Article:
There is a reason everyone you know is talking about "True Detective": it's that fucking good. With two episodes to go on HBO's breakout hit, and frontrunner for TV show of the year (and hell, the damn-thing-you'll-watch-in-any-medium of the year), the focus is turning to toward writer Nic Pizzolatto and director Cary Fukunaga, who collaborated to put forth a singular, riveting vision for their Southern philosophical mystery. Far from an ordinary procedural, certainly not a noir, and fairly uncategorizable—that's what makes the show so special.
Way back in 1999, Edward Norton had big plans following David Fincher's "Fight Club" — he was going write, direct and star in an adaptation of Jonathan Lethem's acclaimed novel "Motherless Brooklyn." Obviously, that didn't quite happen. Instead, the project become Norton's great white whale, with not much in the way of news since except promises that he was working on it (as of 2010 he stated he was only halfway finished writing the scipt). But now, it's actually getting ready to shoot. And it's all thanks to Brett Ratner.
Wes Anderson’s “The Grand Budapest” is now out there in the world, and it’s a grand, funny, ambitious and even a little melancholy look back to a day and age that no longer exists. Director Wes Anderson, along with cast members Ralph Fiennes, Ed Norton, Tilda Swinton, Bill Murray, Saorise Ronan, Tony and Revlori attended the press conference this morning at the 2014 Berlin Film Festival and thanks to the wonders of technology, you can check it out right at home.
Love. There are points during “The Grand Budapest Hotel,” which celebrates its World Premiere as the opening film of 64th Berlinale tonight, at which it simply floods off the screen. It sounds too lofty perhaps, but how else can you describe the level of minute care that seems to have gone into every single frame, every costume, every tear in every strip of wallpaper? If nothing else (and there is quite a lot else) the film is at times perhaps the apotheosis of Wes Anderson’s aesthetic: a glorious, mischievous sequence of pictorialist plays taking place in a world so perfectly contained it might as well be in a snowglobe.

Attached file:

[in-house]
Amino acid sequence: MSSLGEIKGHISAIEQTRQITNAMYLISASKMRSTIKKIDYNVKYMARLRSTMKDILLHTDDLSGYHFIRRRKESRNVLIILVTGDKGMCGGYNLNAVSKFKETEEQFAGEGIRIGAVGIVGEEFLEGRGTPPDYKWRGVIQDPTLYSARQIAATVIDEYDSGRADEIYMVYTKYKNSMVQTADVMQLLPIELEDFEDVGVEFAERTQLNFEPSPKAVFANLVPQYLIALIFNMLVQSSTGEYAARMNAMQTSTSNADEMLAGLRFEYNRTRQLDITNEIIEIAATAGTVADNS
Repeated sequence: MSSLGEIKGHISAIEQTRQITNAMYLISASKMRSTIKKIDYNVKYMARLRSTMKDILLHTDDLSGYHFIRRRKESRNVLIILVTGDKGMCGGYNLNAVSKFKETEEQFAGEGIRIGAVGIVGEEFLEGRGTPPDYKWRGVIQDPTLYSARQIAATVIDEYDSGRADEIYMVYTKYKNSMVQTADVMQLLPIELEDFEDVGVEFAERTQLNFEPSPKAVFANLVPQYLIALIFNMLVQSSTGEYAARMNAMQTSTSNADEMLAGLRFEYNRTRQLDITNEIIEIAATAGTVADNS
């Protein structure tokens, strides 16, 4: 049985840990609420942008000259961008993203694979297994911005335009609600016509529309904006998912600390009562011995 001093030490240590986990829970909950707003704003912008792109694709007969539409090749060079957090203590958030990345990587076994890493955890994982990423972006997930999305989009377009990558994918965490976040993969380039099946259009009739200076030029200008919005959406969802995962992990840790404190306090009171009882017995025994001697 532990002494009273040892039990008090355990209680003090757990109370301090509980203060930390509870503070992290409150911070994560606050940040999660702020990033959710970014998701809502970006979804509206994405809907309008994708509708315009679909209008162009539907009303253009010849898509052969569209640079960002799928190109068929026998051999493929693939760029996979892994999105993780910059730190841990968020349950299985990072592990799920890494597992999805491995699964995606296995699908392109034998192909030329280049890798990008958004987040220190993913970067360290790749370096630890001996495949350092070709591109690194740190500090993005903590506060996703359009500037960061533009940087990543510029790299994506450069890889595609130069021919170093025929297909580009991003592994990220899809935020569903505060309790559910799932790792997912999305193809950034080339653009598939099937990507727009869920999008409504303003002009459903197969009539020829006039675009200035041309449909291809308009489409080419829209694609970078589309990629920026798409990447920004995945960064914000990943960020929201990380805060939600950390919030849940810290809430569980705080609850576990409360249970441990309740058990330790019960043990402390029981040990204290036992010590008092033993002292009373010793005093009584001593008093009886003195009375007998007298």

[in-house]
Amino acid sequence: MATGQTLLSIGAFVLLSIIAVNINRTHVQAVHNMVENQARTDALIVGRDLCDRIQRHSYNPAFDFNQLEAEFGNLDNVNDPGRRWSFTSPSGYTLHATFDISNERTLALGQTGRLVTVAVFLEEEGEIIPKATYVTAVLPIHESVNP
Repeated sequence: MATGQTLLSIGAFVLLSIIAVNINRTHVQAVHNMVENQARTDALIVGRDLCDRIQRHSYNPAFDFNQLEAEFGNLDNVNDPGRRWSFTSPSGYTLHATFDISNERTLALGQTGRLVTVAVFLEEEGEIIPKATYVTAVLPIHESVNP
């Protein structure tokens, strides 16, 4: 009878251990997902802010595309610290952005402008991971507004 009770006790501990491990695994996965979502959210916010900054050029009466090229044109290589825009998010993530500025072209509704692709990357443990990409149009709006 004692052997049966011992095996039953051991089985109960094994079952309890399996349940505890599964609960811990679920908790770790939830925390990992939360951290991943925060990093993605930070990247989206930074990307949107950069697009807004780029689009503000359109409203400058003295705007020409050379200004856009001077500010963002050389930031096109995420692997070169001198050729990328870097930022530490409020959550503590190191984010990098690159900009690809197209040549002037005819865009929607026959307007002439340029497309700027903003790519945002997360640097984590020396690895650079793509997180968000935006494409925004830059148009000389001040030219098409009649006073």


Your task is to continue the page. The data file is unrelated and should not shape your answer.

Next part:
For months, many pundits including us assumed Wes Anderson’s upcoming movie “The Grand Budapest Hotel” — which is set in the early 1930s on the brink of a World War — would naturally take place in the country of Hungary (Budapest being the country’s capital of course). But being that things are always slight off center in the universes Anderson creates, they are always a little different from what you’d expect.
Riding high from the Sundance Film Festival off strong notices for her performance in "Camp X-Ray," Kristen Stewart isn't wasting a moment. The actress has lined up a new project, one that will see her working alongside a pretty solid cast of players.
Yesterday, we met the new lobby boy of "The Grand Budapest Hotel," and today we'll spend a bit more time with his boss M. Gustave. Yep, another clip from Wes Anderson's highly anticipated new film is here and it's another charming peek at what looks like a top notch effort from the director.
There was a lot to talk about after the first trailer for Wes Anderson's "Grand Budapest Hotel" dropped earlier this fall. In fact, we did a fairly obsessive and thorough trailer breakdown, that noted, among other things, that the film is shot in three different aspect ratios and is (mostly) set in the 1930s. But there is still much to be unwrapped from the film, so consider this an early Christmas present.
If you Google "Wes Anderson parody," you'll find no shortage of videos offering their own slight barbs at the visually distinctive filmmaker. And, like most jokes on the internet, few of them are actually funny. But leave it "Saturday Night Live" to hit the home run in the category, serving up a parody on Anderson's films that also manages to be something of a sweet homage at the same time.